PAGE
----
This would really pull the reader into the environment.
Would it, though? I'm unconvinced - if anything I can see it having the opposite effect. Having chunks of dialog that the reader (presumably) wouldn't be able to understand is more likely to be exclusionary IMO. It's one thing to do this as a mechanism when you're in a POV that isn't intended to understand a given statement and you're using the narrative device of that POV's not understanding to illustrate a divide, but if I understand you properly you're intending that the reader be able to understand what is said and that this is going to be a relatively common thing.
This can work in visual media like T.V. and movies because they can make use of subtitles, so the viewer doesn't experience any lag in understanding what's being said. Doing that in text doesn't work because the reader has to read the foreign text then the translation; if it starts happening frequently, most readers will just skip over the foreign text and go straight to the translation. Either way you're chipping slightly at the immersion.
Marium turned to his mother and spoke rapidly 'Madre! L'anatra di gomma fiammeggiante parla di senso! Forse dovremmo ascoltarlo.'(The flaming rubber duck talks sense! Maybe we should listen to him)
Marium turned to his mother and spoke in rapid Italian 'Mother! The flaming rubber duck talks sense! Maybe we should listen to him'
The second quote effectively communicates to you that the character is speaking to their mother in Italian but they don't need to understand Italian to be able to read the text unimpeded. And anyone who can doesn't have to skip past redundant translations just to carry on with the story.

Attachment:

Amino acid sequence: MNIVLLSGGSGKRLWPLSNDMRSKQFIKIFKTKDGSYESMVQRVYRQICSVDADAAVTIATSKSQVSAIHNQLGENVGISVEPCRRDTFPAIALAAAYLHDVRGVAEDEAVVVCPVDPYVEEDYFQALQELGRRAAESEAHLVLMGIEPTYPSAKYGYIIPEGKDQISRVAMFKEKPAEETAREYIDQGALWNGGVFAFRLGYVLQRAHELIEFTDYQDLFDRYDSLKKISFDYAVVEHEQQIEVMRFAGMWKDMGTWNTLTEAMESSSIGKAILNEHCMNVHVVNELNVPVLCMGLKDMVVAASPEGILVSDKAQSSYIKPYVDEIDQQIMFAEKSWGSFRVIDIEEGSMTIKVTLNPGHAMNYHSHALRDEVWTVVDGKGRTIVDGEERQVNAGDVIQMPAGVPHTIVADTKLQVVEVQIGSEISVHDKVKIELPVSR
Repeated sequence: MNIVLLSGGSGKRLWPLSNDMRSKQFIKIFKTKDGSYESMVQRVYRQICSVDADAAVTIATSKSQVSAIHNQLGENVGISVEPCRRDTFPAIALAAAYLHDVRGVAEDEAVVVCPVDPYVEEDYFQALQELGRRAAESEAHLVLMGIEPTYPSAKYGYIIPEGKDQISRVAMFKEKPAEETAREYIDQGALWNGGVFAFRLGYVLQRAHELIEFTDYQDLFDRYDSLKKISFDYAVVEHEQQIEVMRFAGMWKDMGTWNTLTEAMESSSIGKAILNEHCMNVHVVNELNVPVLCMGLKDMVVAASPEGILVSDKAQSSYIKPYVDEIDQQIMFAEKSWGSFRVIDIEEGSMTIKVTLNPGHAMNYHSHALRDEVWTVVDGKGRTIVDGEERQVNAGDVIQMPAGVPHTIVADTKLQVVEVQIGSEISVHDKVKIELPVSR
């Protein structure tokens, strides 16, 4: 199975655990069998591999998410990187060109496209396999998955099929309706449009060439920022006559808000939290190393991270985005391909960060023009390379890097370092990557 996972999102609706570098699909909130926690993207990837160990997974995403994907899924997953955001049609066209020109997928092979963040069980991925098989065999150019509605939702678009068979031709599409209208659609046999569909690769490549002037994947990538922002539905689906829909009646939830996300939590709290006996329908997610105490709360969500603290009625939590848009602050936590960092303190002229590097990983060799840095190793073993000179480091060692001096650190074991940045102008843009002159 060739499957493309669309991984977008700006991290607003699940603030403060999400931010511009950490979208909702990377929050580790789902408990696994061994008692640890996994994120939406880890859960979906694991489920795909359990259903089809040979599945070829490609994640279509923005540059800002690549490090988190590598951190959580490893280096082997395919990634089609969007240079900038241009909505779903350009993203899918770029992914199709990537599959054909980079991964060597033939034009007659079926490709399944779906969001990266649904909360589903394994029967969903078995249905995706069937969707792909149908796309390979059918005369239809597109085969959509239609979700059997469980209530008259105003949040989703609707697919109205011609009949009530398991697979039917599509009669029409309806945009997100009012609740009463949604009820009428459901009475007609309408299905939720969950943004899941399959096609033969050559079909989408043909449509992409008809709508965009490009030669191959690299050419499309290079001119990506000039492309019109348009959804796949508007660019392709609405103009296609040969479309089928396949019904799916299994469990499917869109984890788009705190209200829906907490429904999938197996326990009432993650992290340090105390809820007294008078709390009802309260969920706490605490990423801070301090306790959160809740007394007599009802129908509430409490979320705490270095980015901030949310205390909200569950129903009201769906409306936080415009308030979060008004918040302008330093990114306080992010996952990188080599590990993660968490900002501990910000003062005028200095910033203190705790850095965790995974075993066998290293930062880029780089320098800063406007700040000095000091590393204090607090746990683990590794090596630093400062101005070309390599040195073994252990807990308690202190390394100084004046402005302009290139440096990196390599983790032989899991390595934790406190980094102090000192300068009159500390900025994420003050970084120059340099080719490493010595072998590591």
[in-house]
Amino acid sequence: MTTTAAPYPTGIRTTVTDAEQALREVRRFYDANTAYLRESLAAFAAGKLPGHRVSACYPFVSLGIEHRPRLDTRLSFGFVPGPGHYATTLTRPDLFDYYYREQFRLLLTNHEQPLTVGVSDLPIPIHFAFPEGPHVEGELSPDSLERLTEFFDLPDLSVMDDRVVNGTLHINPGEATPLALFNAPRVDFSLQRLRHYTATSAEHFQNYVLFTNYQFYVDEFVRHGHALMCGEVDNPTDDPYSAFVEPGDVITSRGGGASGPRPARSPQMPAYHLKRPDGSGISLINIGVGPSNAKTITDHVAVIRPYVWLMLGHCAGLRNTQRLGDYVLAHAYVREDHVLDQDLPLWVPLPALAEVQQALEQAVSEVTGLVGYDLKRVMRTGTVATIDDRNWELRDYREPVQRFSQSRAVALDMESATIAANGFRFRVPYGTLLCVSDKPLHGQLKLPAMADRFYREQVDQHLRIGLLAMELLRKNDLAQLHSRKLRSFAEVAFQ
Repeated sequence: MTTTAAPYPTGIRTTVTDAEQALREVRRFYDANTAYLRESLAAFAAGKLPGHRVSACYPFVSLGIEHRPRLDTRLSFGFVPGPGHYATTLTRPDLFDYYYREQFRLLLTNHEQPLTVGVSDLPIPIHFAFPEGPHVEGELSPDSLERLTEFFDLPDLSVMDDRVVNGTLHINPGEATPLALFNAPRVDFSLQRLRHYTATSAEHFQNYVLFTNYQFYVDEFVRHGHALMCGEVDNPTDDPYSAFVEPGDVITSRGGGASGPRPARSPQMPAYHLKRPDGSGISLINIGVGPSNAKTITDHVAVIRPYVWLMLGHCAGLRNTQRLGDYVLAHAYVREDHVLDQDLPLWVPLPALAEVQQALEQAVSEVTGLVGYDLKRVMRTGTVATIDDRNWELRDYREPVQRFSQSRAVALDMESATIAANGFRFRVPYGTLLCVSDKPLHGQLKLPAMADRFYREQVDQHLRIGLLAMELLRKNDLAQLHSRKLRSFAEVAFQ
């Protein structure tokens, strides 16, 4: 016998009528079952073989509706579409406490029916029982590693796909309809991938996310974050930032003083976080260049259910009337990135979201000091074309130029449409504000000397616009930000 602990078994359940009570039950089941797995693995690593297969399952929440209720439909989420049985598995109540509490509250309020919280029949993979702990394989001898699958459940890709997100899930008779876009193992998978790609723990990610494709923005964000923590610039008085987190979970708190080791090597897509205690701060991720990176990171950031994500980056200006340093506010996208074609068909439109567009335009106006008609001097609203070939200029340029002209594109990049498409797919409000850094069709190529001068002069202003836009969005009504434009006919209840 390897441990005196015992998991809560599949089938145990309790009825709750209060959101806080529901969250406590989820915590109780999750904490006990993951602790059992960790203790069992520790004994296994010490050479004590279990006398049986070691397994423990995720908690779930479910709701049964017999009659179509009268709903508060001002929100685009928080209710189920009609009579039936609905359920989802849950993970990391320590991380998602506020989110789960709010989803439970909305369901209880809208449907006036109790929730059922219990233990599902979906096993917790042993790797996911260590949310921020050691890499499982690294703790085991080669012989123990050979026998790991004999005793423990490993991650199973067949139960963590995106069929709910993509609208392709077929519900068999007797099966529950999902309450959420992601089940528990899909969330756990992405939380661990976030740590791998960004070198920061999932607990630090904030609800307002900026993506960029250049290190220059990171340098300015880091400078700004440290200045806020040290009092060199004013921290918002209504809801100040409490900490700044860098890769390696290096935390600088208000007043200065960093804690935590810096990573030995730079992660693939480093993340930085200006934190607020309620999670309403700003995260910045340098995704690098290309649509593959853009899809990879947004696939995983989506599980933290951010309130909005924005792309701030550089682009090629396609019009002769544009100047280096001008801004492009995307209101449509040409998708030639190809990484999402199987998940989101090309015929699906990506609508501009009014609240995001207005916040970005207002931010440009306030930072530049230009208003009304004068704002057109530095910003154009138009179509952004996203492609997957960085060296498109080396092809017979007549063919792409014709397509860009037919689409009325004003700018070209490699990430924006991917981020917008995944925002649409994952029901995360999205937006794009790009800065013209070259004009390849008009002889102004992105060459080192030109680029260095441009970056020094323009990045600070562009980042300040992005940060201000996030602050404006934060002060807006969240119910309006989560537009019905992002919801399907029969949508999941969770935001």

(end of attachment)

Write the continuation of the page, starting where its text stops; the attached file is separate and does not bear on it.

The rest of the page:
If you're just dropping the occasional word or short phrase you need to make sure that the context is good enough to provide a decent clue as to what is being said - and translations or glossaries are poor substitutes for where you've failed to do this. Here you can be making gains in terms of drawing the reader into the environment, e.g:
Marium turned to his mother and spoke in rapid Italian 'Madre! The flaming rubber duck talks sense! Maybe we should listen to him'
Even though we've told the reader the character is speaking in Italian, the use of Mardre! reinforces it and evokes the notion to the reader of the rest of the sentence "sounding" Italian - without them having to actually understand the language. "Madre" is close enough to "Mother" that with explicit mention of "mother" when he turns, most readers will (correctly) infer its meaning. Perhaps most importantly, if they don't manage to infer that meaning, they aren't going to struggle to understand what's going on in the story.